Great wits love to be free with the highest objects; and if they cannot be allowed a God to revile or renounce, they will speak evil of dignities, abuse the government, and reflect upon the ministry; which I am sure few will deny to be of much more pernicious consequence, according to the saying of Tiberius, deorum offensa diis cure. As to the particular fact related, I think it is not fair to argue from one instance, perhaps another cannot be produced: yet (to the comfort of all those who may be apprehensive of persecution) blasphemy, we know, is freely spoken a million of times in every coffeehouse and tavern, or wherever else good company meet. It must be allowed, indeed, that to break an English free-born officer only for blasphemy, was, to speak the gentlest of such an action, a very high strain of absolute power. Little can be said in excuse for the general; perhaps he was afraid it might give offence to the allies, among whom, for aught we know, it may be the custom of the country to believe a God. But if he argued, as some have done, upon a mistaken principle, that an officer who is guilty of speaking blasphemy, may some time or other proceed so far as to raise a mutiny, the consequence is by no means to be admitted; ; for surely the commander of an English army is likely to be but ill obeyed, whose soldiers fear and reverence him, as little as they do a Deity.
It is farther objected against the gospel system, that it obliges men to the belief of things
too difficult for freethinkers, and such who have shaken off the prejudices that usually cling to a confined education. To which I answer, that men should be cautious how they raise objections, which reflect upon the wisdom of the nation. Is not every body freely allowed to believe whatever he pleases, and to publish his belief to the world whenever he thinks fit, especially if it serves to strengthen the party, which is in the right? Would any indifferent foreigner, who should read the trumpery lately written by Asgil
, Tindal, Toland, Coward, and forty more, imagine the gospel to be our rule of faith, and confirmed by parliaments? Does any man either believe, or say he believes, or desire to have it thought that he says he believes, one syllable of the matter? And is any man worse received upon that score, or does he find his want of nominal faith a disadvantage to him, in the pursuit of any civil or military employment? What if there be an old dormant statute or two against him, are they not now obsolete to a degree, that Epsom and Dudley themselves, if they were now alive, would find it impossible to put them in execution.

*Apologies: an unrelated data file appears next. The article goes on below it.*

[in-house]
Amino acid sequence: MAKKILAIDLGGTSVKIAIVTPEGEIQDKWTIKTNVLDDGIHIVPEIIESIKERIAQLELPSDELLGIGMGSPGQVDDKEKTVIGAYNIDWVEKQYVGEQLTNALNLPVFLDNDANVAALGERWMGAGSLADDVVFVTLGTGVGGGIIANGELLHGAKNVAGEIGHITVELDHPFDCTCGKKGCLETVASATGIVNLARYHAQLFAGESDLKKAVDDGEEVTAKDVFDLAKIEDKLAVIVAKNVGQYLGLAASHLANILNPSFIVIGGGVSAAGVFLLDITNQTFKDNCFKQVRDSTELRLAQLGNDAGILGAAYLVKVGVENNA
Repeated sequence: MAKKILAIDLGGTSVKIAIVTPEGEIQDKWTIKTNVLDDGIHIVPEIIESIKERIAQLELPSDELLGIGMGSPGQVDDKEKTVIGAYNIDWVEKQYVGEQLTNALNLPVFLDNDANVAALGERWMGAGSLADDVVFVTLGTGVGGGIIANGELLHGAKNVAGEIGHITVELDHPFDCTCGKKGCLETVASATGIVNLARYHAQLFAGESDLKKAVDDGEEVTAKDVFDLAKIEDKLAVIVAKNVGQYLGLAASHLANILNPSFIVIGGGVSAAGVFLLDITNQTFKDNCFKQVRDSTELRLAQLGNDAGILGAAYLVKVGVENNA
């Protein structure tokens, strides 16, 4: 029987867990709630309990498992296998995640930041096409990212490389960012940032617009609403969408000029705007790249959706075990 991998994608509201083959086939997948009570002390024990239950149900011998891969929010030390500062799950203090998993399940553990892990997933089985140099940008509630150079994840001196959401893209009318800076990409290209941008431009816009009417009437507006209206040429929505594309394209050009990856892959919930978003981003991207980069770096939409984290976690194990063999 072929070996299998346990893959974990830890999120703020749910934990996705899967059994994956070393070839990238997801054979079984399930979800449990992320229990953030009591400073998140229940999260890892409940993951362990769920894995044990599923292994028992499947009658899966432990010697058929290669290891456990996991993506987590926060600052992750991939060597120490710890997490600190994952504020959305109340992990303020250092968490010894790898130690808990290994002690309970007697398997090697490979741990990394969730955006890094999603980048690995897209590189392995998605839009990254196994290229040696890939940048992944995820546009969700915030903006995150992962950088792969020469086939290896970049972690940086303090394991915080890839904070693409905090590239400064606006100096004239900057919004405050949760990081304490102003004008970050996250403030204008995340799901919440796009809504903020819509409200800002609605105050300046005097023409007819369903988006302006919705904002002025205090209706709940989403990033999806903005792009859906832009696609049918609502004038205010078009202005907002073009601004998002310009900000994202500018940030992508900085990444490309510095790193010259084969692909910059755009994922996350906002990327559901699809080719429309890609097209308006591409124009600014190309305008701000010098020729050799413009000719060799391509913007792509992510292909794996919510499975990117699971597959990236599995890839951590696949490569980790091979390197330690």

It is likewise urged, that there are, by computation, in this kingdom, above ten thousand parsons, whose revenues, added to those of my lords the bishops, would suffice to maintain at least two hundred young gentlemen of wit and pleasure, and freethinking, enemies to priestcraft
, narrow principles, pedantry, and prejudices; who might be an ornament to the court and town: and then again, so great a number of able ; bodied] divines, might be a recruit to our fleet and armies. This indeed appears to be a consideration of some weight; but then, on the other side, several things
deserve to be considered likewise: as first, whether it may not be thought necessary, that in certain tracts of country, like what we call parishes, there shall be one man at least of abilities to read and write. Then it seems a wrong computation, that the revenues of the church throughout this island, would be large enough to maintain two hundred young gentlemen, or even half that number, after the present refined way of living; that is, to allow each of them such a rent, as, in the modern form, of speech, would make them easy. But still there is in this project a greater mischief behind; and we ought to beware of the woman's folly, who killed ihe hen, that every morning laid her a golden egg
what would become of the race of men in the next age, if we had nothing to trust to beside the scrofulous consumptive productions, furnished by our men of wit and pleasure, when, having squandered away their vigour, health, and estates, they are forced, by some disagreeable marriage, to piece up their broken fortunes, and entail rottenness and politeness on their posterity? Now, here are ten thousand persons reduced, by the wise regulations of Henry the Eighth, to the necessity of a low diet, and moderate exercise, who are the only great restorers of our breed, without which the nation would, in an age or two, become one great hospital.
Another advantage proposed by the abolishing of Christianity, is, the clear gain of one day in seven, which is now entirely lost, and consequently the kingdom one seventh less considerable in trade, business, and pleasure; beside the loss to the public of so many stately structures, now in the hands of the clergy, which might be converted into play-houses, market-houses, ex